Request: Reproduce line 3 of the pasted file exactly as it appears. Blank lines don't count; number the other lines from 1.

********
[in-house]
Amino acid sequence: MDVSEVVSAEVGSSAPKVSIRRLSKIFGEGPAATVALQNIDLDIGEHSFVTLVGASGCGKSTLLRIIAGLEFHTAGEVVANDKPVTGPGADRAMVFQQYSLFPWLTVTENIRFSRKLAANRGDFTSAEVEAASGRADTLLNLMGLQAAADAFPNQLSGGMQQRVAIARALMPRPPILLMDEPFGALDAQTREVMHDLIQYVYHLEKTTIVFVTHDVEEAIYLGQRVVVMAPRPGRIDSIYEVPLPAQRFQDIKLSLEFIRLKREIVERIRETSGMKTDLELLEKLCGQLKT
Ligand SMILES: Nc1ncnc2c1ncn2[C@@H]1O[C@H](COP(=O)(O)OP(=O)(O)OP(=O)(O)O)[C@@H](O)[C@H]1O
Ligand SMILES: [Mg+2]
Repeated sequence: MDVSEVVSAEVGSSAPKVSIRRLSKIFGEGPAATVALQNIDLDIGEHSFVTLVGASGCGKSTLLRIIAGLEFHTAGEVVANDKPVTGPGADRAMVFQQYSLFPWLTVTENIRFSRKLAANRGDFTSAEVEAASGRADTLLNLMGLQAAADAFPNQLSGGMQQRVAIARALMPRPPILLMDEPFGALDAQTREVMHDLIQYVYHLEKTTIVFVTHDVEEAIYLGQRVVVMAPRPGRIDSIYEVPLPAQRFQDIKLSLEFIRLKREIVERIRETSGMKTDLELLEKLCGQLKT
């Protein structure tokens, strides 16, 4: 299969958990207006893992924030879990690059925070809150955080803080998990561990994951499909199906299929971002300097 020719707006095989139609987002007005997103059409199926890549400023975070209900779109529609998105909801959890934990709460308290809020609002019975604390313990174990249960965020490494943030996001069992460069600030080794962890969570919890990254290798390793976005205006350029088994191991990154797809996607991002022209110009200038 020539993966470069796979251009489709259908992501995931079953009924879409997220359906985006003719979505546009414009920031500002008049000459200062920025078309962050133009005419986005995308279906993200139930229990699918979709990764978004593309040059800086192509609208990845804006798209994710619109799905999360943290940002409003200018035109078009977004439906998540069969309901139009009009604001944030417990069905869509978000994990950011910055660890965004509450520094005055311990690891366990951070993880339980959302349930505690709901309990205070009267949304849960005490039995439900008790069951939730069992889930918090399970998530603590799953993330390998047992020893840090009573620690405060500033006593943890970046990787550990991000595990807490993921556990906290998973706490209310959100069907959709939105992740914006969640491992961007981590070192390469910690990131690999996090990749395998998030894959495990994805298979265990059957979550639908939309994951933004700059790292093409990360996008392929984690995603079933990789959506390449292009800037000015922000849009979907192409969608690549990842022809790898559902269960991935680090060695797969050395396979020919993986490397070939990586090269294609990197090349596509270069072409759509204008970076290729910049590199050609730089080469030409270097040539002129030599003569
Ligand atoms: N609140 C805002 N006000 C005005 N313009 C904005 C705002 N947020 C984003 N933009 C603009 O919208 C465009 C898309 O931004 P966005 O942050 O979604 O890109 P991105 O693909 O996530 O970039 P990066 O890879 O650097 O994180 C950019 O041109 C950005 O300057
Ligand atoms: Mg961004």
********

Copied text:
Ligand SMILES: Nc1ncnc2c1ncn2[C@@H]1O[C@H](COP(=O)(O)OP(=O)(O)OP(=O)(O)O)[C@@H](O)[C@H]1O